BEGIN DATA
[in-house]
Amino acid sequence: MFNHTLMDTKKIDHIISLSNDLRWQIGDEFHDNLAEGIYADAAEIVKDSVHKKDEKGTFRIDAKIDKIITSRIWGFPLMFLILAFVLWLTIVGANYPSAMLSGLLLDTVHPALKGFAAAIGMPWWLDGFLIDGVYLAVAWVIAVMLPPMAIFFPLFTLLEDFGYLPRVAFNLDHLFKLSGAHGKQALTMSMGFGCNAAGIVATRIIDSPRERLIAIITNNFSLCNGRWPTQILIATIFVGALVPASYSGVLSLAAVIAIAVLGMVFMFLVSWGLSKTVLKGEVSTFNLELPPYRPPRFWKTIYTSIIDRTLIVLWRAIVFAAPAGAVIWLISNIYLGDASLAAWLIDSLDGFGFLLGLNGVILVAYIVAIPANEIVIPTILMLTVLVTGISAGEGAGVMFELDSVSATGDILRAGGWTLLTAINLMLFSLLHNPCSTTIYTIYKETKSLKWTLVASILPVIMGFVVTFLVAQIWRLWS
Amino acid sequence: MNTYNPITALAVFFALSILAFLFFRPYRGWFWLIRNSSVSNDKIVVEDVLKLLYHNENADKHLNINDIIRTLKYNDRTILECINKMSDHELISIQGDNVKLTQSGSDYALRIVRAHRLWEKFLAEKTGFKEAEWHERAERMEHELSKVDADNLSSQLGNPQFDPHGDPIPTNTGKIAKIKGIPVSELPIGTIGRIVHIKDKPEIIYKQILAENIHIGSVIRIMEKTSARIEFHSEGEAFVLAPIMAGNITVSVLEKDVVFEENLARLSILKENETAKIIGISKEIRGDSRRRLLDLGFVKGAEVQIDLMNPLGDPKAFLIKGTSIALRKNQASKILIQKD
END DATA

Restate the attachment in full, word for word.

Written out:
[in-house]
Amino acid sequence: MFNHTLMDTKKIDHIISLSNDLRWQIGDEFHDNLAEGIYADAAEIVKDSVHKKDEKGTFRIDAKIDKIITSRIWGFPLMFLILAFVLWLTIVGANYPSAMLSGLLLDTVHPALKGFAAAIGMPWWLDGFLIDGVYLAVAWVIAVMLPPMAIFFPLFTLLEDFGYLPRVAFNLDHLFKLSGAHGKQALTMSMGFGCNAAGIVATRIIDSPRERLIAIITNNFSLCNGRWPTQILIATIFVGALVPASYSGVLSLAAVIAIAVLGMVFMFLVSWGLSKTVLKGEVSTFNLELPPYRPPRFWKTIYTSIIDRTLIVLWRAIVFAAPAGAVIWLISNIYLGDASLAAWLIDSLDGFGFLLGLNGVILVAYIVAIPANEIVIPTILMLTVLVTGISAGEGAGVMFELDSVSATGDILRAGGWTLLTAINLMLFSLLHNPCSTTIYTIYKETKSLKWTLVASILPVIMGFVVTFLVAQIWRLWS
Amino acid sequence: MNTYNPITALAVFFALSILAFLFFRPYRGWFWLIRNSSVSNDKIVVEDVLKLLYHNENADKHLNINDIIRTLKYNDRTILECINKMSDHELISIQGDNVKLTQSGSDYALRIVRAHRLWEKFLAEKTGFKEAEWHERAERMEHELSKVDADNLSSQLGNPQFDPHGDPIPTNTGKIAKIKGIPVSELPIGTIGRIVHIKDKPEIIYKQILAENIHIGSVIRIMEKTSARIEFHSEGEAFVLAPIMAGNITVSVLEKDVVFEENLARLSILKENETAKIIGISKEIRGDSRRRLLDLGFVKGAEVQIDLMNPLGDPKAFLIKGTSIALRKNQASKILIQKD